It may be, though, that we are so eager to prove that Walter is, in the end, mortal that we’re missing the more obvious point: If Walter is one of the greatest careerists of our time, then the move he is making now probably has far more nuanced meaning than the morality play we small minds would make it.

In the Walter-got-his-comeuppance view, he is seen as part of the purge that has so far taken the careers of Jerry Levin, Bob Pittman, and, the day before Walter’s exit, Steve Case. In this Kremlinology, Walter is former AOL Time Warner CEO Jerry Levin’s creation. A decade ago, Levin, searching for someone to help him with his inexpert technological hankerings, vaulted the also inexpert Walter out of the ranks of Time’s many senior editors and brought him to the hallowed thirty-fourth floor and a big office suite and into the new role of editor of new media. Walter led the effort to create Pathfinder—history’s first razzle-dazzle Website—and, not insignificantly, was most responsible for the Internet’s becoming, with Time’s imprimatur, an advertising-driven medium (if you connect the fateful dots, this dream of selling advertising is what ultimately brought AOL down). Then, just before Pathfinder flopped, Walter was whisked back to Time, where he was made managing editor and where, arguably, he saved the idea of the news magazine—by exchanging worldly hard news for domesticated soft news (TOO MUCH HOMEWORK!). Then, just before the great nineties ad boom expired, Walter was promoted to Time Inc. editorial director—one step from the Henry Grunwald Time Inc. editor-in-chief job that, nobody doubted, he was born to have.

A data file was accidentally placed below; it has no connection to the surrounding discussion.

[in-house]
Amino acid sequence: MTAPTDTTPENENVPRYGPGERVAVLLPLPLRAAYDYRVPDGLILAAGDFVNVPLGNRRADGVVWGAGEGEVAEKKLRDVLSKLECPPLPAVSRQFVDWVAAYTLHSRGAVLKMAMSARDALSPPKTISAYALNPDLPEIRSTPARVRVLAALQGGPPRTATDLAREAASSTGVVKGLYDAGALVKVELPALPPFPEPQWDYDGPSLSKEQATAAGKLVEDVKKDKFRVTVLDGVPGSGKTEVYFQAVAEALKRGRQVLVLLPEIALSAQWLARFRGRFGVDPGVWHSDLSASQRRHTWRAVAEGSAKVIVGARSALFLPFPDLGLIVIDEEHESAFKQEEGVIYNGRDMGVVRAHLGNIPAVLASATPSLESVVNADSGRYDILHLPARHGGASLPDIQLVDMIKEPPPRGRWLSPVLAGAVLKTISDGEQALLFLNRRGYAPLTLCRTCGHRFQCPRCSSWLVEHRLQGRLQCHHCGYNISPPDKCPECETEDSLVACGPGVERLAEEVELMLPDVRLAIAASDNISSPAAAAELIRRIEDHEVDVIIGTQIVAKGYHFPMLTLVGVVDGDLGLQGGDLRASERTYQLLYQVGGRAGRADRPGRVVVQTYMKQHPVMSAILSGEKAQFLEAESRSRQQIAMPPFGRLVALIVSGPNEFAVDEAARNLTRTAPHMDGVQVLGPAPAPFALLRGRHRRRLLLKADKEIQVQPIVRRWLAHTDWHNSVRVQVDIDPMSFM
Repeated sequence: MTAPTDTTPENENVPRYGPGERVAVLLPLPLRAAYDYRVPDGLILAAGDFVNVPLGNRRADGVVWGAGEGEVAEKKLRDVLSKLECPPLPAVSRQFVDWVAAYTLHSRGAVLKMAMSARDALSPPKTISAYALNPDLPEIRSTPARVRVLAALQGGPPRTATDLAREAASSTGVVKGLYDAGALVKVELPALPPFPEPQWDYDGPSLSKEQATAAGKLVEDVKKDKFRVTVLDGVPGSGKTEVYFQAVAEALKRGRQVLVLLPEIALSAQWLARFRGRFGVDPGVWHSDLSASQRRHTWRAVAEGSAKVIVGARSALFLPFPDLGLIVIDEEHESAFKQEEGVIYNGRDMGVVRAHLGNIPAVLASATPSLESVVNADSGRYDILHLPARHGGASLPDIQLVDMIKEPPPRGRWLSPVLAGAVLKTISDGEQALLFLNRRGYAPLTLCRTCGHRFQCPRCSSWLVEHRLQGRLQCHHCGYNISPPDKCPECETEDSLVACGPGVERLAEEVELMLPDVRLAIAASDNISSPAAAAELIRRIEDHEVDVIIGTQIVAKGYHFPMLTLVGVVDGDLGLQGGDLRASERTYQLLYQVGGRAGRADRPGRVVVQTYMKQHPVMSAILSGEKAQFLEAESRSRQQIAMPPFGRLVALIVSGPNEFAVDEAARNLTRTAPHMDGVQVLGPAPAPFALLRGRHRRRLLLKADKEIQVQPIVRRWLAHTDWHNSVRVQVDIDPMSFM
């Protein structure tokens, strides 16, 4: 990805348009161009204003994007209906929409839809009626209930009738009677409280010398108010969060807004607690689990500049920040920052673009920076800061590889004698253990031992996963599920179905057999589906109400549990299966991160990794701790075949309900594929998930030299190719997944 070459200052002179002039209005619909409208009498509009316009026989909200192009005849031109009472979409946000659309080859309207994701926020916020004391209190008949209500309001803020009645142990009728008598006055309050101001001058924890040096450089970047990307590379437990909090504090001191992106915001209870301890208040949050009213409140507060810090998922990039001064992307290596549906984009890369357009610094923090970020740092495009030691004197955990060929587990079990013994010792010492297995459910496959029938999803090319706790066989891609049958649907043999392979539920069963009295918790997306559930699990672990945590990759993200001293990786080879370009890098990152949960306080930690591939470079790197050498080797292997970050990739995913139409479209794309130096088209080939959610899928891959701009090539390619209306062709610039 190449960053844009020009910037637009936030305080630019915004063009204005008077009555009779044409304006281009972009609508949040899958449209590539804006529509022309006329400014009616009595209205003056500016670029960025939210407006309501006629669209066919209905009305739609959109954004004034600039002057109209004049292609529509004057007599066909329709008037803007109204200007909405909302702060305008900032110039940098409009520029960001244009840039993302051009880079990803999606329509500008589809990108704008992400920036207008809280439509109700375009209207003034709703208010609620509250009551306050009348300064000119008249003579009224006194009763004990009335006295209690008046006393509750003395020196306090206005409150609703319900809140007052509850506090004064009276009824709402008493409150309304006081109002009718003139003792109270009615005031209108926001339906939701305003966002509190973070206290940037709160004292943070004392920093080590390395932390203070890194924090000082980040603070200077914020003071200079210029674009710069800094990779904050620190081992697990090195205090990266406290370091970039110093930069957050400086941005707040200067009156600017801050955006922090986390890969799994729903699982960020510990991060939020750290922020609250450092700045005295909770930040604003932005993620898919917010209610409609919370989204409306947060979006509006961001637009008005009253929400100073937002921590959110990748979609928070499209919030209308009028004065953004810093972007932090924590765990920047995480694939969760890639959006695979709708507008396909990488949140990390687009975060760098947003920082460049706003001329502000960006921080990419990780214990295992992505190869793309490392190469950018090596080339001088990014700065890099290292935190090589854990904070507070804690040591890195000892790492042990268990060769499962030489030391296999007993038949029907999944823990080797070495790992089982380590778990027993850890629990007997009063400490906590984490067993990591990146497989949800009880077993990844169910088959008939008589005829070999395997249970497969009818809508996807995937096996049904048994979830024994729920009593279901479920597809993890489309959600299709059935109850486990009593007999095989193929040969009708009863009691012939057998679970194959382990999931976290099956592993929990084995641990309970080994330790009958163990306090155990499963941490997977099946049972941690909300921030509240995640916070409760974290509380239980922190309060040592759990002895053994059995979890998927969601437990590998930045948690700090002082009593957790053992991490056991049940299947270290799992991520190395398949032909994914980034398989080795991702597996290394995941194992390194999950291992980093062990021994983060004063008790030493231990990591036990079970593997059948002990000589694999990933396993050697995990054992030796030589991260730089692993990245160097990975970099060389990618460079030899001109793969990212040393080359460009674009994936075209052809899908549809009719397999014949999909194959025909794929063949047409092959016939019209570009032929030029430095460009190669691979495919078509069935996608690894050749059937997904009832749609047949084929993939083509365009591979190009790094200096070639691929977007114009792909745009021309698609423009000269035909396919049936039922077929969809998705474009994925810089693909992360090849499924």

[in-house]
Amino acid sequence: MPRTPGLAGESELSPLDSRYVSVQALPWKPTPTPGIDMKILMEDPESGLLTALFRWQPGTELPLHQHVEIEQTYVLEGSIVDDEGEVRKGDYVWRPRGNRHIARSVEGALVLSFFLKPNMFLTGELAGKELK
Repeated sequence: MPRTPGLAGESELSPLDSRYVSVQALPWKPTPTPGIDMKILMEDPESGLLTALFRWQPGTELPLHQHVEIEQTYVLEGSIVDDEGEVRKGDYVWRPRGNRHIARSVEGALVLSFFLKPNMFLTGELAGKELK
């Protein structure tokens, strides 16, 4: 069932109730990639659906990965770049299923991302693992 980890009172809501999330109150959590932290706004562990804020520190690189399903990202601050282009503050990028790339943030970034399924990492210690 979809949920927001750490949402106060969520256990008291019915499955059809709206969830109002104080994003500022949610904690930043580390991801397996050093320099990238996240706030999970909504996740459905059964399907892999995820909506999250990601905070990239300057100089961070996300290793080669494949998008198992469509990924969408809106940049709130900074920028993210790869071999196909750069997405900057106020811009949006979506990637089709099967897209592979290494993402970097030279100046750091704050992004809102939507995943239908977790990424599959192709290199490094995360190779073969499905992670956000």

At which point the AOL deal happened. Walter aligned himself squarely with Levin and with AOL’s Bob Pittman. Early on, he tried to become the editorial director of the combined new-media–old-media operation. When that didn’t work out, he took the possibly even grander job of CNN chairman. This is a hard job in any circumstance, but it’s an impossible job when the guys who put you in the job themselves get ousted. Walter, in other words, when the stakes were as high as they get, finally played a bad hand.